Find out how direct-to-film (DTF) transfers can step up your decoration strategy.

Bottom Line Up Front: DTF transfers add a whole new world of possibilities for small orders and short turnarounds at your shop. Whether you decide to print them in-house or outsource, they work well on a wide variety of fabrics and other substrates.

What is Direct-to-Film?

Printing direct-to-film transfers involves first printing onto a PET film with a DTF printer. After that, the decorator applies the transfer to a product like a hat, tote bag, T-shirt, or sports jersey. The transfer is applied with the combination of an adhesive powder and heat.

What are the benefits of DTF transfers?

To explore the benefits of DTF transfers, we talked with Mark Heise, owner of Yellow Springer Tees and Promotions. Heise’s shop offers DTF transfers as one of its services, and he’s had good luck with the technology in recent months. Heise shared a few key benefits to the product that he’s noticed.

It’s durable. One major benefit he points to is the durability of the prints with DTF transfers. Heise says he’s printed onto polyester, cotton, cotton/poly blends, even triblends, and they’ve all held up to wash tests. He’s gone one step further, too.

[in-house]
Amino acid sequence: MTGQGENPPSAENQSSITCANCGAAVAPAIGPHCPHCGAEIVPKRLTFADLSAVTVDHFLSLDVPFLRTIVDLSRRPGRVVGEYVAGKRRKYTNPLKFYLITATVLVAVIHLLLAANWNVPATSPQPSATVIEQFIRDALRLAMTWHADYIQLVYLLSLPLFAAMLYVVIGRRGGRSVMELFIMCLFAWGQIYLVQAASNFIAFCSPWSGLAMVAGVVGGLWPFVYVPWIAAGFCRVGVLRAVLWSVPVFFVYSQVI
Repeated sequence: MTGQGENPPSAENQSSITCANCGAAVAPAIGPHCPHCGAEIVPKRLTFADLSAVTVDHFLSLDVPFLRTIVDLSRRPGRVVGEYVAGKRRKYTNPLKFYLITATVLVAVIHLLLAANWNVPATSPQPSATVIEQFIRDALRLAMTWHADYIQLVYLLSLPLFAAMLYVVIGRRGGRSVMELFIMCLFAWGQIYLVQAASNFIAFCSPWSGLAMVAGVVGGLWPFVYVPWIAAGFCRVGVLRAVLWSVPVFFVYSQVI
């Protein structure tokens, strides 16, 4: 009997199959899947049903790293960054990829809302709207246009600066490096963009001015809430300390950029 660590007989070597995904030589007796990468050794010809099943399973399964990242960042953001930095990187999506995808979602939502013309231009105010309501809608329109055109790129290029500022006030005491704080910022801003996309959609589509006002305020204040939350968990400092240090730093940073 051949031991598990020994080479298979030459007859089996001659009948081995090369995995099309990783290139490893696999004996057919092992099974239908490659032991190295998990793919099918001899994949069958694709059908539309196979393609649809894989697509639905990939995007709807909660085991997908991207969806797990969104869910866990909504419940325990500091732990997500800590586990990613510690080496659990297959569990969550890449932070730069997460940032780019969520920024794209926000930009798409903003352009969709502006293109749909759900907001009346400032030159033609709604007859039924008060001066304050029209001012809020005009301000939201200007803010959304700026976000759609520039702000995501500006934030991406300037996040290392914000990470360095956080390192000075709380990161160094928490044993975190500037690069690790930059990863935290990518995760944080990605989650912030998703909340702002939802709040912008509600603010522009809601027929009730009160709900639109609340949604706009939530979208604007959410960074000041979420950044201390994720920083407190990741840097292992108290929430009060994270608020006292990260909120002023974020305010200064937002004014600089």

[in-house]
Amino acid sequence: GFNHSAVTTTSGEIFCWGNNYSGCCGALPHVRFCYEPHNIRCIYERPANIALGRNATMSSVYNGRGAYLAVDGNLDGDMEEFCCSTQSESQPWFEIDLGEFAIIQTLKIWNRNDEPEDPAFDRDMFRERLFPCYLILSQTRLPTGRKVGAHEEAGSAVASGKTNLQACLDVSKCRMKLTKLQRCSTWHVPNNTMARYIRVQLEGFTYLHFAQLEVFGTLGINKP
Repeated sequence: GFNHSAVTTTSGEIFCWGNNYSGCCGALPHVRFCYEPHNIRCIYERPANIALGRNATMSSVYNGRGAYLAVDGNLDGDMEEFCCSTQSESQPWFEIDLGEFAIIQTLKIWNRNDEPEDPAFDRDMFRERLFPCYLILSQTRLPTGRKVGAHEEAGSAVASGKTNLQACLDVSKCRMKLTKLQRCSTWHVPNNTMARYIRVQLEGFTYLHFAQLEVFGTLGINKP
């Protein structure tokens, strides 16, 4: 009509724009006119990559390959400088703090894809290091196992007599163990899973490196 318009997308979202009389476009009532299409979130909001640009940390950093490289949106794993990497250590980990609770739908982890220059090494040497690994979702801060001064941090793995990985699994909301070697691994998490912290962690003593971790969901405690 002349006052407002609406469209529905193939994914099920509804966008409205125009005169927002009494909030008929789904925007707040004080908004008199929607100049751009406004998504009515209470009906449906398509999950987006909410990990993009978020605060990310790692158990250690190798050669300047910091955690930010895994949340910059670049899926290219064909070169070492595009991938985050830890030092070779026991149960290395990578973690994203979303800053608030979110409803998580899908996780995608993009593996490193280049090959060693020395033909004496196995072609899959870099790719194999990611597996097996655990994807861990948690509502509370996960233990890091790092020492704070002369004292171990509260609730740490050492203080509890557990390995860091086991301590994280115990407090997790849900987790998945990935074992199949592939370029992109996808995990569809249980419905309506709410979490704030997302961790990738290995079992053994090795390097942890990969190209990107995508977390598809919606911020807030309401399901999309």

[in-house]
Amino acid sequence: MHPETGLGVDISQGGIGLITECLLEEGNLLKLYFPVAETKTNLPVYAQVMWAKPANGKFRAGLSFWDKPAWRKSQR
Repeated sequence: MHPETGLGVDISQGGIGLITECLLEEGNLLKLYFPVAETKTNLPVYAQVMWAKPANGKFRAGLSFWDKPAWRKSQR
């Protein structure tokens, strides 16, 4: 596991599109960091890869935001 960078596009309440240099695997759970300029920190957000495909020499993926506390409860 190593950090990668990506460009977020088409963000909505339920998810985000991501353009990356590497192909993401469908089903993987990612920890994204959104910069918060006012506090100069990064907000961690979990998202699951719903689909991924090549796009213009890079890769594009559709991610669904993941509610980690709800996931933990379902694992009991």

“My daughter and I consistently play tug of war with the design when we’re showing customers,” he says. “It doesn’t split, crack, or peel.”

So unlike screen printing or DTG, if a fabric is pulled and stretched, you won’t see the fibers pushing through the print.

Less printer head clogs. “DTF inks are virtually the same, glycol-based, water-soluble pigment inks as DTG,” says Heise. That said, he points out that DTF inks are runnier than and “you’ll have fewer problems with head clogs.”

Easier maintenance. With larger DTF systems, printers aren’t working in a tight space, making routine maintenance less challenging. “It’s like working under the hood of a semi versus a compact car,” Heise says. “It’s easy to get in and clean things.”

Plus, he points out that most DTF systems use OEM print heads, so it’s not a proprietary technology where it’s hard to find replacement parts.

More product offerings. DTF transfers work with cotton, 100% polyester, and cotton/poly blends, so they’re a versatile transfer for apparel. But they’re also an excellent option for dozens of other products like textured crowlers, water bottles, and hats.

“I just did a whole run of 150 insulated backpacks for a local park,” says Heise. “As long as you can heat it, you can press DTF onto it.”

No pretreatment. Unlike DTG, you don’t need to pretreat garments for DTF transfers, which cuts down the number of steps required to finish the printed apparel or product.

No color restrictions. DTF transfers work well with both light and dark-colored garments, making them perfect for sportswear and athleisure. And speaking of color, you can use the transfers for vibrant, multicolor designs not available on traditional heat transfers.

How does it work?

There are a few key steps involved in transferring the image from the printer to the finished product:

1. Create/prepare the artwork. You’ll want to use an RIP software program with DTF transfer capability and get the ICC profile from the ink manufacturer. This will ensure that the color quality is optimized for the final product.